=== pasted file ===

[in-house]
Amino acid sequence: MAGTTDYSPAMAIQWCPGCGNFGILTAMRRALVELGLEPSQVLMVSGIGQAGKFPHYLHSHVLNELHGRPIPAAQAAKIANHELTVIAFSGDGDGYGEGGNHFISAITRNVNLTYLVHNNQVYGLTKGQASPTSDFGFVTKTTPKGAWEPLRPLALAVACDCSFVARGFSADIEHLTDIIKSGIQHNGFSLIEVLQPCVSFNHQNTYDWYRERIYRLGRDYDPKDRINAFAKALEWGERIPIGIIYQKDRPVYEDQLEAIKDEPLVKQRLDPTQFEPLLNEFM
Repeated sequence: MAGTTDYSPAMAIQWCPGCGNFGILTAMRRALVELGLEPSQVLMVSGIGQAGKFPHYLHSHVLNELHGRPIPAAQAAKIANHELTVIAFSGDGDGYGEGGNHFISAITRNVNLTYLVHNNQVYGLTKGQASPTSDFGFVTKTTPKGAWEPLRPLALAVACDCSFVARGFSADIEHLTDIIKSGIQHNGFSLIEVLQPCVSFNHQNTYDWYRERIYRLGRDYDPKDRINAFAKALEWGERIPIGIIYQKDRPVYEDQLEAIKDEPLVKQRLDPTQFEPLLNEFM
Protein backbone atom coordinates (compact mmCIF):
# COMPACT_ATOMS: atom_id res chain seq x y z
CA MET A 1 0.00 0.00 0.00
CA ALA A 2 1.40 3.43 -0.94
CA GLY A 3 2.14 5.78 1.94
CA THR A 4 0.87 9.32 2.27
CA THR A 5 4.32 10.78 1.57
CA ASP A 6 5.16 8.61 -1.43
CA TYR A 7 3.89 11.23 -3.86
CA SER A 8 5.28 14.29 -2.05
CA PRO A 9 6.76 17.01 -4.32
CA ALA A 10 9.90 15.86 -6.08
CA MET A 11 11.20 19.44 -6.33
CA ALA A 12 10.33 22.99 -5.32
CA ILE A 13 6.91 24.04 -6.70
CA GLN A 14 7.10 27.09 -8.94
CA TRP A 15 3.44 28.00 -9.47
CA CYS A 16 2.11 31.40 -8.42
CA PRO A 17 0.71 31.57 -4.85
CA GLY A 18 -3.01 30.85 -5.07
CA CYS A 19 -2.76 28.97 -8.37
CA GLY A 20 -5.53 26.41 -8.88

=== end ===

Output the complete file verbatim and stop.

[in-house]
Amino acid sequence: MAGTTDYSPAMAIQWCPGCGNFGILTAMRRALVELGLEPSQVLMVSGIGQAGKFPHYLHSHVLNELHGRPIPAAQAAKIANHELTVIAFSGDGDGYGEGGNHFISAITRNVNLTYLVHNNQVYGLTKGQASPTSDFGFVTKTTPKGAWEPLRPLALAVACDCSFVARGFSADIEHLTDIIKSGIQHNGFSLIEVLQPCVSFNHQNTYDWYRERIYRLGRDYDPKDRINAFAKALEWGERIPIGIIYQKDRPVYEDQLEAIKDEPLVKQRLDPTQFEPLLNEFM
Repeated sequence: MAGTTDYSPAMAIQWCPGCGNFGILTAMRRALVELGLEPSQVLMVSGIGQAGKFPHYLHSHVLNELHGRPIPAAQAAKIANHELTVIAFSGDGDGYGEGGNHFISAITRNVNLTYLVHNNQVYGLTKGQASPTSDFGFVTKTTPKGAWEPLRPLALAVACDCSFVARGFSADIEHLTDIIKSGIQHNGFSLIEVLQPCVSFNHQNTYDWYRERIYRLGRDYDPKDRINAFAKALEWGERIPIGIIYQKDRPVYEDQLEAIKDEPLVKQRLDPTQFEPLLNEFM
Protein backbone atom coordinates (compact mmCIF):
# COMPACT_ATOMS: atom_id res chain seq x y z
CA MET A 1 0.00 0.00 0.00
CA ALA A 2 1.40 3.43 -0.94
CA GLY A 3 2.14 5.78 1.94
CA THR A 4 0.87 9.32 2.27
CA THR A 5 4.32 10.78 1.57
CA ASP A 6 5.16 8.61 -1.43
CA TYR A 7 3.89 11.23 -3.86
CA SER A 8 5.28 14.29 -2.05
CA PRO A 9 6.76 17.01 -4.32
CA ALA A 10 9.90 15.86 -6.08
CA MET A 11 11.20 19.44 -6.33
CA ALA A 12 10.33 22.99 -5.32
CA ILE A 13 6.91 24.04 -6.70
CA GLN A 14 7.10 27.09 -8.94
CA TRP A 15 3.44 28.00 -9.47
CA CYS A 16 2.11 31.40 -8.42
CA PRO A 17 0.71 31.57 -4.85
CA GLY A 18 -3.01 30.85 -5.07
CA CYS A 19 -2.76 28.97 -8.37
CA GLY A 20 -5.53 26.41 -8.88